Filament Tested: 3DX Carbon Fiber reinforced PTEG


#1

While not specifically WilsonII related, I thought I’d like to show you the results of a filament that’s quite new and most of us have not tested:

I just made a test print using this filament: http://www.3dxtech.com/3dxmax-cfr-carbon-fiber-reinforced-petg/

The suggested print settings were not to hard to achieve. I built at

  • Hot End Temp: 240c
  • Bed Temp: 85c
  • Print Speed: 30mm/s
  • Nozzle: I’m using 3DX’s Hercules A2 hardened steel nozzle instead of the standard brass one, as this material is more abrasive than ABS or PLA

Up until now, I’ve only printed ABS on the WilsonII. I was very pleased with the print quality of this material!

I have a full album with high-resolution photos here: https://imgur.com/a/43FXh


#2

Looks good. How much stiffer is it vs ABS? I need a larger and stiffer bed mount for my Wilson2XL, and have been trying to figure out if something like this would help.


#3

Are you willing share any details about the 2XL?


#4

Sure, for what it’s worth. I used 600mm smooth rods and the spreadsheet @mjrice provided to get the extrusion sizes needed. I ended up with 413x417x440 build volume. It has a 350mm^2 800W A/C heater on an aluminum bed, which provided a couple of interesting problems to solve (induced current on the aluminum plate and bed expansion). It heats up insanely quickly (in the center), but still have to wait for the entire bed to finish heating, otherwise there is some very entertaining warping that happens - > 2mm.

I have problems with Y movement vibrations, and have to be careful with the slicing to minimize it. Jerk is the issue, coupled with the print velocity. I’m switching to steel cord belts, as I can see a ±Y movement difference in the vibrations. I’ve ordered some toys from Adafruit (data logger, accelerometer) so I can characterize the vibrations and see objectively what further changes help. I’ve already switched to 1/4 steps, a 0.9 degree stepper motor, SilentStepStick driver - which is awesome BTW, and 16 tooth drive gears, which have all helped some. But I wasn’t really having problems with stepper slippage as I figured out later. The bed overhangs the rail mounts so much that it flops around with the Y jerk directional changes. Acceleration governed changes are fine. It’s really interesting to see the dynamics of the shake, as it’s hard to tell where the problem is coming from. The build table doesn’t feel floppy, but it is under the correct circumstances, it looks like a diving board. It’ll be interesting to see the accelerometer readings.

I’m fairly sure as the Z print height increases, I’ll start having X sway problem, and will be adding upper corner bracing to address that, maybe with a second cross beam.

To make it more stable overall, I’m thinking of increasing the X and Y footprints by widening the extrusion mounts (i.e. most of the printed parts).

I have hopes of adding a bowden extruder, or maybe a E3D Cyclops/Chimera, for dual color printing.

Overall, it’s nice to be able to print multiple pieces at once, each one to completion before starting the next (via Simplify3D). I ran across Plater, which does an excellent job arranging optimal build plater(s) for STL’s you give it. If I was so inclined, I could print this clock in one go. I might be inclined if I don’t need the printer for a week or so, and get a filament runout sensor going.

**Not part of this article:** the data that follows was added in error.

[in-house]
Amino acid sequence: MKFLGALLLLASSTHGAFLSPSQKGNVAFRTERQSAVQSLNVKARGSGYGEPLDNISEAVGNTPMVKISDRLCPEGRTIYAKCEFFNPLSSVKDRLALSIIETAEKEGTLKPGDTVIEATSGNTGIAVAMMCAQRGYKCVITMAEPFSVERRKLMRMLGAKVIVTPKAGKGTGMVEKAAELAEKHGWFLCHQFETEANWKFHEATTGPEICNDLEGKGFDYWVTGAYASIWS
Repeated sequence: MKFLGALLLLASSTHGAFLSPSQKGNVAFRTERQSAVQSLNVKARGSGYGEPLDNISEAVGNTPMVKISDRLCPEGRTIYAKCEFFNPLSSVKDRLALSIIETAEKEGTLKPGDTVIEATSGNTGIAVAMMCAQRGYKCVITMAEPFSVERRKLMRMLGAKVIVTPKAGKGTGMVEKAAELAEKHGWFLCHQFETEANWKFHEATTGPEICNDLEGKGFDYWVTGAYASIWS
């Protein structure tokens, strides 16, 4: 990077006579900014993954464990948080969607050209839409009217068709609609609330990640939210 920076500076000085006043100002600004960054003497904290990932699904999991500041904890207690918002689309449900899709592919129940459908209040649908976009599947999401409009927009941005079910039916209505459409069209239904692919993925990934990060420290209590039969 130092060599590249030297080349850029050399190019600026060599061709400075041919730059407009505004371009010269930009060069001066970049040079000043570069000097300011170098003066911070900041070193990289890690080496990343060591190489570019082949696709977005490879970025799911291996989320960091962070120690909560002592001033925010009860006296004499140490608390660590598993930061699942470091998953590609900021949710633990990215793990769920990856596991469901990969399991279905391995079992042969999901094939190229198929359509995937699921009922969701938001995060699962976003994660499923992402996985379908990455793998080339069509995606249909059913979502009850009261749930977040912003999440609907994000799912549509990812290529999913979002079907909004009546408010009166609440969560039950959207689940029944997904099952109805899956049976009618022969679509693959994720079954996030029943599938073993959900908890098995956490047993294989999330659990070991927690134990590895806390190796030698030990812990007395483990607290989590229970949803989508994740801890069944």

#6

If you plan on making the printer more stable, (not that I have any problems at the moment, I don’t print high objects), I plan on adding an extrusion parallel to the x-axis beneath at the end of the user side of the y-axis, which will be used to add a z-brace to the z-extrusions (similar to the most popular wanhoa i3/maker select mod).

An engineering friends swears I should do that, so I plan to.


#7

Interesting. I’d definitely have to modify the Y end’s since my bed extends ~130mm outside those ends. I had considered mounting the entire structure to a 3/4" MDF board and doing a similar 45 degree brace to the board. This is an example I was looking at for how to secure it to the frame and MDF. Or printed parts.


#8

Looks sharp. How does the weight of a print in carbon fiber compare to ABS or PLA?

This print has me thinking about carbon fiber structures wrapped in NinjaFlex. Time to figure out how to get dual extruders working :slight_smile:

Thanks for sharing.


#9

Wow. Thanks for writing that up. I’ve been thinking about building one with a 300 x 300mm 24V bed. Your write-up gives me a glimpse into issues I may have to address.

What is the advantage of being able to print multiple pieces at once, but each one to completion before starting the next?


#10

Higher quality prints (doesn’t move off the part every layer), quicker prints (fewer travel moves), parts are available sooner, if you have a print problem - stepper shift, run out of ink, etc. - it’s likely that fewer items will be affected.


#11

That makes sense. I don’t see a setting to enable this in Simplify3D. Do just need to assign a different process to each part?


#12

I found the setting in Simplify3d. Here are some instructions in case anyone is interested - https://www.simplify3d.com/support/tutorials/multi-part-printing/


#13

Hi all, sorry I’ve been AFK. I need to do more tests with the PETG CF filament. After that first test part, I have had issues with it not printing well. Bottom layer looks good, then next layers get all wonky.

If I can get it to print properly, I’ll test is weight and strength compared to ABS


#14

Also, Very interesting read about the 2XL. Looks great & now I see why it’s challenging to make a solid printer with large build area